Monday, June 17, 2024

40% of Mexico’s police are not officially certified and shouldn’t be working

Almost half of Mexico’s municipal and state police officers are not officially certified as required by the law and shouldn’t be working while the numbers are even worse at the federal level.

The National Security Council granted an 18-month extension in July 2019 for the certification of police officers after it was deemed that the original three-year period was insufficient.

The term of the extension ended Wednesday, according to information obtained by the news website Animal Político, but 46% of police officers at the municipal and state levels are still not properly accredited.

National Public Security System data shows that there are 305,231 municipal and state officers but only 164,534 have been certified.

That leaves 140,697 police without certification, a status that is intended to show that they are trustworthy, competent, physically able to carry out their job, meet performance standards, have undertaken initial training, don’t take drugs, don’t have a criminal record and have no links to organized crime.

Querétaro stands out as the only state in the country to have certified all of its municipal, state and ministerial police, while Campeche, Coahuila and Durango have certification rates between 80% and 90%, Animal Político reported. The other 28 states all have rates below 80%.

Guerrero ranks last with just 26.4% of its police certified while the rate in Baja California Sur is only slightly better at 30.7%.

Veracruz, Tlaxcala, Yucatán, Zacatecas and Hidalgo all have rates below 40%, while just over half of the officers in the Mexico City police force are certified.

While one might expect the federal government to set a good example to the states and municipalities by ensuring that members of its security forces are certified, its own rates are in fact worse.

Just 12.2% of 5,352 federal agents attached to the federal Attorney General’s Office are certified while only 9.6% of just over 88,000 National Guard members have the paperwork to prove they’re fit to be in the force. Some former military members transferred into the National Guard lack the basic training to work in the civilian force, according to an analysis by the Federal Auditor’s Office.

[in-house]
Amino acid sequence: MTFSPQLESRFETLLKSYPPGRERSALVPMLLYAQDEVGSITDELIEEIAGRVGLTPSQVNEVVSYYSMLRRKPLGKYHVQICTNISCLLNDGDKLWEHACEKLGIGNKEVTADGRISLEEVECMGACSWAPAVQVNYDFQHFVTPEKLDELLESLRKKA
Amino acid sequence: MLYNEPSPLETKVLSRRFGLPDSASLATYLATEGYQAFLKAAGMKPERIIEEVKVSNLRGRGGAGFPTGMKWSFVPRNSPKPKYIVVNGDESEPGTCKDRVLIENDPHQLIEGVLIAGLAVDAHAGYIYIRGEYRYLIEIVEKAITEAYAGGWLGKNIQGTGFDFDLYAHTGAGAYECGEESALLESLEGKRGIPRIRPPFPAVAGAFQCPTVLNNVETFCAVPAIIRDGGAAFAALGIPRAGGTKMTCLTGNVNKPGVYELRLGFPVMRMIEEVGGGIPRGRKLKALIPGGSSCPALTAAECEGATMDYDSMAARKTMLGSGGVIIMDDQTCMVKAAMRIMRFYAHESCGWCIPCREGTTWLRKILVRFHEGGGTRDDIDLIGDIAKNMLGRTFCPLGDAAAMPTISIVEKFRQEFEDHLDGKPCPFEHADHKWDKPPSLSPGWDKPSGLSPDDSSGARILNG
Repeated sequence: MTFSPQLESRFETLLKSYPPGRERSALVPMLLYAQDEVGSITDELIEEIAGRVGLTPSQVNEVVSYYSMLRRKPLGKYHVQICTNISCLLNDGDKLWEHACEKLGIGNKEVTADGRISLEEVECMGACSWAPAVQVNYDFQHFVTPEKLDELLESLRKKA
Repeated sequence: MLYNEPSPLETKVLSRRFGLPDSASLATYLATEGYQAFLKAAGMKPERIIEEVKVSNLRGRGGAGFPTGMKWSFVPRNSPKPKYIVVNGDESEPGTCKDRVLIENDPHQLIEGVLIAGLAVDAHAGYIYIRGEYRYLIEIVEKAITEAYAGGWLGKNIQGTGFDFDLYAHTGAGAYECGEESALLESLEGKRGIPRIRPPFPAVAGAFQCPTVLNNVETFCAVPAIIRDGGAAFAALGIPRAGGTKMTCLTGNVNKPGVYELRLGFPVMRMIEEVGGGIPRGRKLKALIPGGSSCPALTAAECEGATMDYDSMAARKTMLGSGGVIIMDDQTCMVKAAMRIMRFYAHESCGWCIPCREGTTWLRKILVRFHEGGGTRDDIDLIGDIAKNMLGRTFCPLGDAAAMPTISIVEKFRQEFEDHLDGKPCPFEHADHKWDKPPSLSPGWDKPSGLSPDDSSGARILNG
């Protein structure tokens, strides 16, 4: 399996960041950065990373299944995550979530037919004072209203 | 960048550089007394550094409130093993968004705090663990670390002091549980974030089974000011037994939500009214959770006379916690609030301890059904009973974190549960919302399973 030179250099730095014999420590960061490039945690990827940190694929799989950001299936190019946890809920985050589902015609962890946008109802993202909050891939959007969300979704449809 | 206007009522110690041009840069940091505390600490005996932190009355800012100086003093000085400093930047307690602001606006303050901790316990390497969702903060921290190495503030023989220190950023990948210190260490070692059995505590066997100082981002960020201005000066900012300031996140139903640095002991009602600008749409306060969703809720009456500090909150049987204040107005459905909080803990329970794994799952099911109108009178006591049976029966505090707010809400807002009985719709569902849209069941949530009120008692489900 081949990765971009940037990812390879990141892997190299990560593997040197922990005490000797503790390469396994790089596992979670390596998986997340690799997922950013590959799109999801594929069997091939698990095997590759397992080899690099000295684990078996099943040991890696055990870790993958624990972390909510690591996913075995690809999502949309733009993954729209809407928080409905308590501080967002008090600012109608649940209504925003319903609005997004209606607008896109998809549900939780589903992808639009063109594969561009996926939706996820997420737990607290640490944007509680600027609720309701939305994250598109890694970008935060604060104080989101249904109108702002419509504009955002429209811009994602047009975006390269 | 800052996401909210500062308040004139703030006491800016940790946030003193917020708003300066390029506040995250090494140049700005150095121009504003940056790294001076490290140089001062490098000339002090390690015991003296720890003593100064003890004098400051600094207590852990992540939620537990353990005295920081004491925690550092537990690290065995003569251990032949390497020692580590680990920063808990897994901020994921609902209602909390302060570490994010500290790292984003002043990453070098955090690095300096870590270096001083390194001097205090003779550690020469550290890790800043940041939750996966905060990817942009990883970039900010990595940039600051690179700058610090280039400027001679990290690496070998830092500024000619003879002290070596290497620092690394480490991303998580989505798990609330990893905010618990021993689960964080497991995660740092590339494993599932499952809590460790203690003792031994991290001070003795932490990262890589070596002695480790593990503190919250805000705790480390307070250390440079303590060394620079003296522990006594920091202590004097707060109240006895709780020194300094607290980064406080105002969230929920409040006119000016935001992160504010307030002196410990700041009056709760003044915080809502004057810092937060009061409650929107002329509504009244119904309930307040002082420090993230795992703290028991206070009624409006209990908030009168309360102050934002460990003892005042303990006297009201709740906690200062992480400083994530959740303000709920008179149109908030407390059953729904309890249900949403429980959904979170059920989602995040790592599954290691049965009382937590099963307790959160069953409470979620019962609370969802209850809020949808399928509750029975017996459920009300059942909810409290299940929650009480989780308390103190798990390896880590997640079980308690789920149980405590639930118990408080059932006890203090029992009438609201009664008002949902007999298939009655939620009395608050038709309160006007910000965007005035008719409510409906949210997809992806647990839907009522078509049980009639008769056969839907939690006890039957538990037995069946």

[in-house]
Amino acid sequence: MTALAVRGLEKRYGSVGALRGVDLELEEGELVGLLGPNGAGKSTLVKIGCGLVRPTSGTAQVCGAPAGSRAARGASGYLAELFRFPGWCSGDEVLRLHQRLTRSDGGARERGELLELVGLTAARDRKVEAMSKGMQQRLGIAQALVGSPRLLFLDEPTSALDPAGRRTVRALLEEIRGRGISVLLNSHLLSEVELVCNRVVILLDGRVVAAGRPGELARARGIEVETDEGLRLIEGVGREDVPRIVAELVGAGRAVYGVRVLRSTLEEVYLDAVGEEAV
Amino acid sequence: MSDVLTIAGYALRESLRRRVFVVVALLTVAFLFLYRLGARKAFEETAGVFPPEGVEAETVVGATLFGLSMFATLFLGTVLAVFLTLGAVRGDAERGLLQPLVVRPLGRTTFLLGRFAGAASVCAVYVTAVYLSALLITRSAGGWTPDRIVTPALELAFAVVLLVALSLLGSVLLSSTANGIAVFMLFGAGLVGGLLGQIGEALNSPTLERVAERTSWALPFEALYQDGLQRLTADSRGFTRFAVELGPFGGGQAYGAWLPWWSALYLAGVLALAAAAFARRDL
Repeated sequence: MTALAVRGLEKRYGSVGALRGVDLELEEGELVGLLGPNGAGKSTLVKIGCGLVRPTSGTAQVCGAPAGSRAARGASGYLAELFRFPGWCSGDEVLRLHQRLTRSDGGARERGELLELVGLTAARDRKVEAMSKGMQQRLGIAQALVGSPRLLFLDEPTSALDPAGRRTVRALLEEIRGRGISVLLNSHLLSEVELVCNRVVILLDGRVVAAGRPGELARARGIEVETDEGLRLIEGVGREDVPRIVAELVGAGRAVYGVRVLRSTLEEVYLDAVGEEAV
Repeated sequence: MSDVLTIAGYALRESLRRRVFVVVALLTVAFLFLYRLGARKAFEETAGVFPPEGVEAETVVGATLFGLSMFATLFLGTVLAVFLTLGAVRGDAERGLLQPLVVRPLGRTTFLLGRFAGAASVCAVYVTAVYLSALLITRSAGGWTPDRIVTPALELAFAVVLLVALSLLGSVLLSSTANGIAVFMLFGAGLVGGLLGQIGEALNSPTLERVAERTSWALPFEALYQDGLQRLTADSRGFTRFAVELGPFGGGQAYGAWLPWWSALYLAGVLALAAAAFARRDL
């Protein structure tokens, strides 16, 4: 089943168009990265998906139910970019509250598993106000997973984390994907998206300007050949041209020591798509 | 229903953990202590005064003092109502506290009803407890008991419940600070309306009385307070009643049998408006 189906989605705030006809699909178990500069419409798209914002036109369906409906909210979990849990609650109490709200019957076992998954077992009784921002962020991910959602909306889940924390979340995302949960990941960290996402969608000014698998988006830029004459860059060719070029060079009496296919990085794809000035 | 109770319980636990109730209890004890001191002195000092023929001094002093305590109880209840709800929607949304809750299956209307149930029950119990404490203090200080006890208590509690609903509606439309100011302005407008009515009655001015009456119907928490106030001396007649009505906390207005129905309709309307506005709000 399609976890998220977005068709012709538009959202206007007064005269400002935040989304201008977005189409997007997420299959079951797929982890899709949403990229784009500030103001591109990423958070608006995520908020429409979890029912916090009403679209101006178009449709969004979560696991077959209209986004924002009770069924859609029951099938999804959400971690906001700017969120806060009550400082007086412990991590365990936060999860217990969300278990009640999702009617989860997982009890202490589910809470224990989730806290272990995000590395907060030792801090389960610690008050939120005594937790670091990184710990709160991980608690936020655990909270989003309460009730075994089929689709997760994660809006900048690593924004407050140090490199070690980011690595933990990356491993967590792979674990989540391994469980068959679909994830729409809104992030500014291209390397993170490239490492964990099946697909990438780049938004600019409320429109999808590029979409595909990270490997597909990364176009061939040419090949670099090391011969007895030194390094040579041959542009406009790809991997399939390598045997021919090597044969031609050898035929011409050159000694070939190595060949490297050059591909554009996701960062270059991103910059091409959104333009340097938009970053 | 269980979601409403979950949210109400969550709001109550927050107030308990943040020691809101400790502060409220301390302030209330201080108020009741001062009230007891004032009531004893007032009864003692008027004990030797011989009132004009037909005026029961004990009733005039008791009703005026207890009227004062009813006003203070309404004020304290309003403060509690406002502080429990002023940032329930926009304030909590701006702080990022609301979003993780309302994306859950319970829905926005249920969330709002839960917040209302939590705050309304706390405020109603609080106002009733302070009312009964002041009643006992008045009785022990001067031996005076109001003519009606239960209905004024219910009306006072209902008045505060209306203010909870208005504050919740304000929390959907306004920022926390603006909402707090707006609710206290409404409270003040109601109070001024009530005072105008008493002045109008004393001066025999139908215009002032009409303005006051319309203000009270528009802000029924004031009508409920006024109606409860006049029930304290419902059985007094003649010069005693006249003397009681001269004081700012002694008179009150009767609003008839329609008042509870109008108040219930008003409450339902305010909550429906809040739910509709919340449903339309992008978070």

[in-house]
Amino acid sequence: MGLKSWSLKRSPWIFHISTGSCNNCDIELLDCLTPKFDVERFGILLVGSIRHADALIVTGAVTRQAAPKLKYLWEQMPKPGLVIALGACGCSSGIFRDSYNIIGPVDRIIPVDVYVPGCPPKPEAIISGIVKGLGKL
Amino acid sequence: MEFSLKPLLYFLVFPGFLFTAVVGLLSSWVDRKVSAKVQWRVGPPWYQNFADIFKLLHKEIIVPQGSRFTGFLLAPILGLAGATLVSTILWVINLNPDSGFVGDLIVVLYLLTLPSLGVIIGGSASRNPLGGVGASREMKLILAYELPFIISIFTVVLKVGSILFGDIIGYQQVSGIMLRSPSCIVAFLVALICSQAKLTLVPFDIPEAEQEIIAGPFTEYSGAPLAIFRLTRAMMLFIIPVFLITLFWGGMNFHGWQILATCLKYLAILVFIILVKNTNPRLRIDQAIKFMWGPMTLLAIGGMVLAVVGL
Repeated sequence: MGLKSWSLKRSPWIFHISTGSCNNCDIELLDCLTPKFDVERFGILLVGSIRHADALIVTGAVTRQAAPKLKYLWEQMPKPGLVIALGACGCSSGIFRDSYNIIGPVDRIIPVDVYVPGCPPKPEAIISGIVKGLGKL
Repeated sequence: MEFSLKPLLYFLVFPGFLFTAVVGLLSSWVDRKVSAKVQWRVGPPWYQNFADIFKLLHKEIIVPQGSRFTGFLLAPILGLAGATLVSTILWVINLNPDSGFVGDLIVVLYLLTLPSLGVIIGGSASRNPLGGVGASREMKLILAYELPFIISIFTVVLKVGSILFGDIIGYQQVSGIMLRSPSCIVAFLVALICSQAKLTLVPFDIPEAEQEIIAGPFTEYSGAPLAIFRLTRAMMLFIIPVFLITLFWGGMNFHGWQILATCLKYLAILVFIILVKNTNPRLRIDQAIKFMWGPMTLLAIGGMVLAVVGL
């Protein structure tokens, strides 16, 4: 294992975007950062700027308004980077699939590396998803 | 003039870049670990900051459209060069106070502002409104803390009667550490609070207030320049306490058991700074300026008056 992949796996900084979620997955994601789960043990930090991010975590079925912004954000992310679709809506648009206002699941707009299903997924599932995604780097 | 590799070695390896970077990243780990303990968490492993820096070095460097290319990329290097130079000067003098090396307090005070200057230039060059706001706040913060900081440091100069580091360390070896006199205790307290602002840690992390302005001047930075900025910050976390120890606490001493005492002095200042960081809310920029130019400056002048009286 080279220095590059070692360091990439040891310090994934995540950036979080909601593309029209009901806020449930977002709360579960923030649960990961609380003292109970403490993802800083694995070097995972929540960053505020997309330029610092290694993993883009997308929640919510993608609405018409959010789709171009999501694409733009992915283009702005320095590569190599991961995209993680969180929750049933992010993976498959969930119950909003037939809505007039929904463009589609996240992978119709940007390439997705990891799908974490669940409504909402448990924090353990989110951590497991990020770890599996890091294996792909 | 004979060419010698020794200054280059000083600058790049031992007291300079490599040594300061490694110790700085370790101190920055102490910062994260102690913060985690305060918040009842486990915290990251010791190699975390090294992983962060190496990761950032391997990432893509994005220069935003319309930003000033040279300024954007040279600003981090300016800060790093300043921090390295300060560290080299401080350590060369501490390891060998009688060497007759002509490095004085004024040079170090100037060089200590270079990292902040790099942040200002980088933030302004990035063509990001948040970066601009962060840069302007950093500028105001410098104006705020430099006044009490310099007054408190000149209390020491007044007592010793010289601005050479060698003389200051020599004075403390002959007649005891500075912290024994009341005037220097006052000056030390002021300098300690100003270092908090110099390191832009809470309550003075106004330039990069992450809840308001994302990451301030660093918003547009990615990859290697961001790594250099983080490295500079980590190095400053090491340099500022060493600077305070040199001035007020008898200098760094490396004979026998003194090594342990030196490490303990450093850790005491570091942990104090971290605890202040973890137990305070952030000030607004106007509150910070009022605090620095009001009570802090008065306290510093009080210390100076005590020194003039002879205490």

The 2019 law that authorized the creation of the National Guard, which effectively replaced the Federal Police, stipulates that all members must be certified within two years. That period expires on May 27, meaning that the force has about 2 1/2 months to certify about 80,000 guardsmen.

municipal police
Of municipal police, only 46% have passed muster.

Mayra Hernández, a public security expert, told Animal Político that a range of factors have contributed to the low certification rates. She said the process has never been a budget priority, noting that less than 20% of federal funds allocated to state and municipal police forces has been been designated for certification.

Far more money has gone to the purchase of police equipment and materials, she said.

The lack of a consistent certification strategy has also contributed to the national failure rate, according to the security expert. Hernández said that states have provided reports to federal authorities about their progress in certifying officers, but they contain imprecise information and no one really reviews them.

Hernández added that police certification has been tainted by corruption, explaining that many officers have had to pay their superiors for access to the evaluation process to ensure that they can keep their jobs.

“Police who earn 10,000 pesos [US $485] a month have had to pay up to 55,000 pesos [US $2,670] to be evaluated. [The authorities] will have to look closely at that so that … [certification] doesn’t end up being a business,” she said.

The coronavirus pandemic has also affected the results, according to authorities, because some officers belong to vulnerable sections of society and haven’t been able to complete the process due to the risk of infection.

Given the large number of uncertified officers, the National Security Council should grant another extension so that “illegal officers” are not patrolling Mexico’s streets, Hernández said. Federal officials consulted by Animal Político said that another extension will likely be granted, possibly as soon as this week.

“It has to be an extension with greater joint responsibility,” Hernández said.

“The states and the municipalities should report punctually every month about their progress … in order to comply with certification within a maximum of one year,” the expert said, adding that funding for the process must be increased.

Source: Animal Político (sp) 

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